rhino 2 rhino 1The lavender rhinoceros was created as a symbol to increase awareness of the presence of gays and lesbians in American Society. It was created by two Boston artists, Daniel Thaxton and Bernie Toal. Its first appearance was in a series of Boston subway posters during 1973. The rhinoceros is characterized by a peaceful demeanor until threatened, and so seemed an appropriate symbol for the years following Stonewall. Lavender was used because it was a widely recognized gay pride color and the heart was added to represent love and the "common humanity of all people." The purple rhinoceros was purposely never copyrighted so it is a public domain image.
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pansyThe pansy, from the French "pensée" for thought, so-named because the flower resembles a face frowning as if in deep comtemplation.

There is uncertainty about how the word came to be applied to male homosexuals or effeminate men. Eric Partridge's Dictionary of Slang and Unconventional English notes that the word "daisy" has been used in the same sense since the 1950s. He suggests that "pansy" may have taken on the same meaning because of its rhyming with "nancy", which along with "nancy boy" and "Miss Nancy" has been around for a while as a slang term for "catamite", that is, "a boy kept as lover by a pederast". ("Catamite" comes from "Ganymede", the name of the Trojan boy whom Zeus carried off to serve as his personal cupbearer and lover.)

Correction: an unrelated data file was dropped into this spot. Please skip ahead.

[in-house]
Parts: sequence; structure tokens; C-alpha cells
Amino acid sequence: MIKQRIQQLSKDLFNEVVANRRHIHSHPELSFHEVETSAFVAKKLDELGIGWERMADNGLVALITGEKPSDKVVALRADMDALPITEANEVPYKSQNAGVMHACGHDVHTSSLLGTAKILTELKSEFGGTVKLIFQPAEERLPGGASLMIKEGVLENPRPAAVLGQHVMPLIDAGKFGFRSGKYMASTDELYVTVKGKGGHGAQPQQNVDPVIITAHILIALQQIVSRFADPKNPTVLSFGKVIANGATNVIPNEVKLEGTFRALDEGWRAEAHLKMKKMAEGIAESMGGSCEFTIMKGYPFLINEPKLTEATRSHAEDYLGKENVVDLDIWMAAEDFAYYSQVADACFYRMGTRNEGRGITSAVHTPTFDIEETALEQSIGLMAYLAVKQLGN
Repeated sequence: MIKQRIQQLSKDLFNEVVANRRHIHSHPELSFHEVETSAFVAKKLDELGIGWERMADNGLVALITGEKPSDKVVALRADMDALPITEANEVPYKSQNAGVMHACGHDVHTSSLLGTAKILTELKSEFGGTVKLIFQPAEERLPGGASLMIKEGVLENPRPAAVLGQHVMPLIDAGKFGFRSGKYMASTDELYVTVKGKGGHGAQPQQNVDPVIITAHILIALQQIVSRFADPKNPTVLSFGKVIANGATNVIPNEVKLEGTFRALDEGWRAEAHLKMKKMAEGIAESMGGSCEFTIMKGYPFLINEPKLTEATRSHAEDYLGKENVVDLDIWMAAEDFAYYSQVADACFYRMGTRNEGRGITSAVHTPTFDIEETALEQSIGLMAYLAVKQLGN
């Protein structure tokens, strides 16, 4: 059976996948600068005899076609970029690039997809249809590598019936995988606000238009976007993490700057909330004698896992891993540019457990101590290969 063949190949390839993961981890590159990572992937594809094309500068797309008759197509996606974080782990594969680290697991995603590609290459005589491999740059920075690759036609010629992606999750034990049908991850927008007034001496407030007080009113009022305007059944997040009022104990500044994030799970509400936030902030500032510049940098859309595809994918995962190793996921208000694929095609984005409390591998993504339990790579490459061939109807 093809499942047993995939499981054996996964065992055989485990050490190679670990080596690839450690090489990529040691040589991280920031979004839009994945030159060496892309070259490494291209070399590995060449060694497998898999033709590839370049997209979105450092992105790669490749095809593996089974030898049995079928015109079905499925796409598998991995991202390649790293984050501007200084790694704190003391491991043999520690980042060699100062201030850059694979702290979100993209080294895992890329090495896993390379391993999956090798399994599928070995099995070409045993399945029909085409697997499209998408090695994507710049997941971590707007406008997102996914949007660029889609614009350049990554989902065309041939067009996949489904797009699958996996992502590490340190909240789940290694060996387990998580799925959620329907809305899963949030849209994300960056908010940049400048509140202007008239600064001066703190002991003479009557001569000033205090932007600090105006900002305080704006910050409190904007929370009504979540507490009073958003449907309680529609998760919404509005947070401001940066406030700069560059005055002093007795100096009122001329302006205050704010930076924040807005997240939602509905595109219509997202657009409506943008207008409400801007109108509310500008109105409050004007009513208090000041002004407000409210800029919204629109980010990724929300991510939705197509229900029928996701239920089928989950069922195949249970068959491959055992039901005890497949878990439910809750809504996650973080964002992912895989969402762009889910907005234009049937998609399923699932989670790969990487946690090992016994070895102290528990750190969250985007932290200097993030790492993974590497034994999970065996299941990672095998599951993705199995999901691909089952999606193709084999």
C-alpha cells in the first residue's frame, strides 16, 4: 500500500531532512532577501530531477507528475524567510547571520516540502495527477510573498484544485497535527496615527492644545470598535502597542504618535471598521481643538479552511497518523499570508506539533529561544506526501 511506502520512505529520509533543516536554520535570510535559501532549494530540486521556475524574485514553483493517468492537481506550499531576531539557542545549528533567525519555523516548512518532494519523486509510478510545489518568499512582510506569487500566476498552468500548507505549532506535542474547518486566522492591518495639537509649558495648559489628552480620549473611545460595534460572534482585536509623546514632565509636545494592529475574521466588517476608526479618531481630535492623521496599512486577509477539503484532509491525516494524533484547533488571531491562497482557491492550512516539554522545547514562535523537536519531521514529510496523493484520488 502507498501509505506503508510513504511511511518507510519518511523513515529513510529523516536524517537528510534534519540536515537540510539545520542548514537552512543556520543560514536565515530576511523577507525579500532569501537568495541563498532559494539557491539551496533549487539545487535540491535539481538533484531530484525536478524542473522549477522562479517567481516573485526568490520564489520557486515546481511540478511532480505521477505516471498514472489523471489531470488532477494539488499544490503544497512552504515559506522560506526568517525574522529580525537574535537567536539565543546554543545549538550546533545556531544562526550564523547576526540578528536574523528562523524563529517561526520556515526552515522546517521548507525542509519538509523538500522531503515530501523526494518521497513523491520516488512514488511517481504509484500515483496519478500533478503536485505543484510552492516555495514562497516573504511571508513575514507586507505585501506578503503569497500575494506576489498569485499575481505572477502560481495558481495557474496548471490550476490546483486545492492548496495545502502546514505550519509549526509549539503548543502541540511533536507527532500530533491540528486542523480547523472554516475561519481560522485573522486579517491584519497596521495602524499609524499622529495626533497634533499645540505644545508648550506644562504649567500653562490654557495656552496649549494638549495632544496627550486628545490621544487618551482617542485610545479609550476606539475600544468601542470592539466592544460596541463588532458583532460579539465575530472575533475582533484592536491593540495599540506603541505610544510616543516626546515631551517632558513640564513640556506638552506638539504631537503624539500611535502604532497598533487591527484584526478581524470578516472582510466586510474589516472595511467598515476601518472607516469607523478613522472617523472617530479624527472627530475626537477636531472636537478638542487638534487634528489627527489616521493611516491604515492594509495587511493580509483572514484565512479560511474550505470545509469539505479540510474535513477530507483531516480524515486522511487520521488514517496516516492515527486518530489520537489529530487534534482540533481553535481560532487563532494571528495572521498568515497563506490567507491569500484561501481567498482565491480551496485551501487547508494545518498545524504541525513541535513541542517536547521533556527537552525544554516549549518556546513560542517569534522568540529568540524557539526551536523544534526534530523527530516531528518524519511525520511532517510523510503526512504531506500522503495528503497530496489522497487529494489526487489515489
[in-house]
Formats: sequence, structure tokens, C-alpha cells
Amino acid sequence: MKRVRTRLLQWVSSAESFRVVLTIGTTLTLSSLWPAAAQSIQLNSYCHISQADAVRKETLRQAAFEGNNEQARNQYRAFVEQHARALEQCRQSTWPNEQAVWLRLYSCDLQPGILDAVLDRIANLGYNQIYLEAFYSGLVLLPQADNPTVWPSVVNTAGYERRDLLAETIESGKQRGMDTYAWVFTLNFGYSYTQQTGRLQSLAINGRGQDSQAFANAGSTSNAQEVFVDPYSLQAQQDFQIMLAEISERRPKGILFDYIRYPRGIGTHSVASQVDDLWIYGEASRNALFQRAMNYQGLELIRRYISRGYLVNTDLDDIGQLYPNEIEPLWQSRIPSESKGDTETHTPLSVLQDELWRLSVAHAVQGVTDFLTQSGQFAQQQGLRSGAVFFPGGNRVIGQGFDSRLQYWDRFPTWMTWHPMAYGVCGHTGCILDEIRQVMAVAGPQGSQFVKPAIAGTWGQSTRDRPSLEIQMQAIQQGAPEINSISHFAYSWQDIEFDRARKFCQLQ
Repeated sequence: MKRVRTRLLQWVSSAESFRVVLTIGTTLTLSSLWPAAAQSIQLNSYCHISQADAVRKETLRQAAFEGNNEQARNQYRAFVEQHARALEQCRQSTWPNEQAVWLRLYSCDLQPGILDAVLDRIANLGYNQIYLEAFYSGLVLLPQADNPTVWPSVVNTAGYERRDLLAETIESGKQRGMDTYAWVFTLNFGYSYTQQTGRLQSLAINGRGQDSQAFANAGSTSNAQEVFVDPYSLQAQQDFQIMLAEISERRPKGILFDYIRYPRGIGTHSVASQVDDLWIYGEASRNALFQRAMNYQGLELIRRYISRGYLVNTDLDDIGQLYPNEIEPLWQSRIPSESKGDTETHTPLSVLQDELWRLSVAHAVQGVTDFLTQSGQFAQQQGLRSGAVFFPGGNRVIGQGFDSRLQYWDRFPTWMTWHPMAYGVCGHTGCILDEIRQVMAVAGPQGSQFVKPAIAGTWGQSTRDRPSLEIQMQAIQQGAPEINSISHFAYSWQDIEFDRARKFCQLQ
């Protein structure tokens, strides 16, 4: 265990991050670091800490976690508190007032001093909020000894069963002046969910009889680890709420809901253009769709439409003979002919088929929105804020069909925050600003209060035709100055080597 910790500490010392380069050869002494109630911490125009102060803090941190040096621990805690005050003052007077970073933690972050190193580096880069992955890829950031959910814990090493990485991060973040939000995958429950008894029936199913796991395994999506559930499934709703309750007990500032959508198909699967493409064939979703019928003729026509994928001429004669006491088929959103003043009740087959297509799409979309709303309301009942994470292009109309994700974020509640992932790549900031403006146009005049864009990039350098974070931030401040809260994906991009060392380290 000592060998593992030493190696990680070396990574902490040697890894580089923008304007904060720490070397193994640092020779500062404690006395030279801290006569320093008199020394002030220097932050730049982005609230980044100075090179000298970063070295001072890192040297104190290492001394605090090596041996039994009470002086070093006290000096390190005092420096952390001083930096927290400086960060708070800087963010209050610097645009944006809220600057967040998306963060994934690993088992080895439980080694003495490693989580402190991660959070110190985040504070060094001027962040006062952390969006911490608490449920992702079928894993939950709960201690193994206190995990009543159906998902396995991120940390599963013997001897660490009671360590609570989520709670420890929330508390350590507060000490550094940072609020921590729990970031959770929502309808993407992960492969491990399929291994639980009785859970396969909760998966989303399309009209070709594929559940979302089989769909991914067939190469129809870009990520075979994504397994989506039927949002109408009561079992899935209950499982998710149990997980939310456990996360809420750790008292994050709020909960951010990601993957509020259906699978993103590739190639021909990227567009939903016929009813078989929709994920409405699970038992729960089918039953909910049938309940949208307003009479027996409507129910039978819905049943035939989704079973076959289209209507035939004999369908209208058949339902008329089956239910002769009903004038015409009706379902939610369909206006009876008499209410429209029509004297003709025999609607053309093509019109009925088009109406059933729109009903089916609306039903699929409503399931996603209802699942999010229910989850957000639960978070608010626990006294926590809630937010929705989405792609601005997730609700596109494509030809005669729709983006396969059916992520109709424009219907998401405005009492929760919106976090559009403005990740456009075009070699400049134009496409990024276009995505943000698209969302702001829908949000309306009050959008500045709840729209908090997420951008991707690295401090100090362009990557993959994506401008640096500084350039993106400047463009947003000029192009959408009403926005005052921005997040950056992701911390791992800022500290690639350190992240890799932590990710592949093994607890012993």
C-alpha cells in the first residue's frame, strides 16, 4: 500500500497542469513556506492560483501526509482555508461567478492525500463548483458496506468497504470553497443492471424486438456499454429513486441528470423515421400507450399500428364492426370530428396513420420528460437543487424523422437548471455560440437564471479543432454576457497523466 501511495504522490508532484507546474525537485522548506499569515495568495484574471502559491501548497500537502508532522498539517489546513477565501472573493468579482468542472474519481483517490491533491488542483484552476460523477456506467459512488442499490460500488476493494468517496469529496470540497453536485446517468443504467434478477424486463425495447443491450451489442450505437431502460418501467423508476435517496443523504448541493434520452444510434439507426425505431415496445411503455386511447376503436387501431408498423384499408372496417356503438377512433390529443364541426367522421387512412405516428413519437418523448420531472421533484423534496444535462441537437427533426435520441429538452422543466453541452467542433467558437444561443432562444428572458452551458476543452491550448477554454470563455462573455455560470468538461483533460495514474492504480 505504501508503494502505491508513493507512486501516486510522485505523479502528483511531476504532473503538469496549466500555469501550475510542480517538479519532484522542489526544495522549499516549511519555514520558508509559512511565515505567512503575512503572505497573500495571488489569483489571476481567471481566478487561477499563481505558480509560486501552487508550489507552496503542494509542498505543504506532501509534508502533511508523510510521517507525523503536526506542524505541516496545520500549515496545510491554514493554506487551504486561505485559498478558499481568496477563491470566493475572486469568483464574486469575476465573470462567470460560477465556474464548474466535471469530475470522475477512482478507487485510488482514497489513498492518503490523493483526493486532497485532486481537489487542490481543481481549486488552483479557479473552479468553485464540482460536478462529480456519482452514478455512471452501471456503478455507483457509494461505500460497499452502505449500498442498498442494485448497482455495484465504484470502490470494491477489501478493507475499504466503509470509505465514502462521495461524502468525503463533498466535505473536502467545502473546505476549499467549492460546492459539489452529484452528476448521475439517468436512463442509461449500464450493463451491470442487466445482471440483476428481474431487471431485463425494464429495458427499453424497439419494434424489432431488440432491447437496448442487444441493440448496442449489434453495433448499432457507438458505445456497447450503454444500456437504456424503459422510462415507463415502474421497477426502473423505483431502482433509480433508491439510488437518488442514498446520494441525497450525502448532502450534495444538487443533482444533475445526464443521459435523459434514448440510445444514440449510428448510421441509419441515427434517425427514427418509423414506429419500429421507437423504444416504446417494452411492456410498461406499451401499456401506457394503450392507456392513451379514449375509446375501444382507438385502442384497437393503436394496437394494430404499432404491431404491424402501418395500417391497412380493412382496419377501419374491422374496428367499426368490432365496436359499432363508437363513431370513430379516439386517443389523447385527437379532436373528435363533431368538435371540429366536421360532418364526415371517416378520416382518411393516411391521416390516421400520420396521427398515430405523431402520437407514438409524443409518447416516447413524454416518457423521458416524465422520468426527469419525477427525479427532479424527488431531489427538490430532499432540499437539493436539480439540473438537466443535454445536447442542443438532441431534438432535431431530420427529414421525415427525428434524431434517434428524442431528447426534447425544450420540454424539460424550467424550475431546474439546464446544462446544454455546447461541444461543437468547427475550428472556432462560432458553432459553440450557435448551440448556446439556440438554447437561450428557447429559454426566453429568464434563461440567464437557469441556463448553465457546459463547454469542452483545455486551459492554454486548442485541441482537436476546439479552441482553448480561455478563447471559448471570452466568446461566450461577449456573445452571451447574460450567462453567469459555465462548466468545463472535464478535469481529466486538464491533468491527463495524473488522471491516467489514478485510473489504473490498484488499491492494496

Judy Grahn in Another Mother Tongue suggests that the connection between pansies and gay men may have its origins in the sixteenth century, when men and women signaled their intent never to marry by wearing a sprig of violets. The pansy is a cultivated variety of violet; its scientific name, "Viola tricolor", means "three-colour violet". The Italians call the flower "viola del pensiero", "the violet of thought".

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green carnation The Green Carnation: the association of homosexuality with the color green is very old. In ancient Rome, homosexuals were called 'galbonati' because they were said to favor the colors yellow and green. In Procopius' Secret History of Justinian, it is claimed that Justinian recklessly persecuted homosexuals, starting first with members of a rival political faction known as the greens.
In the early 20th century, the use of clothing color as a signifier was quite pervasive. A French observer wrote that in Paris homosexuals wore green cravats. English observers told of homosexual men wearing green carnations at London's Holborn Casino, Argyll Rooms and the Empire Theatre.
Richard Ellmann's biography of Wilde is more specific about the association of green -- and the green carnation -- with Wilde and, if not with homosexuality per se, at least with decadence.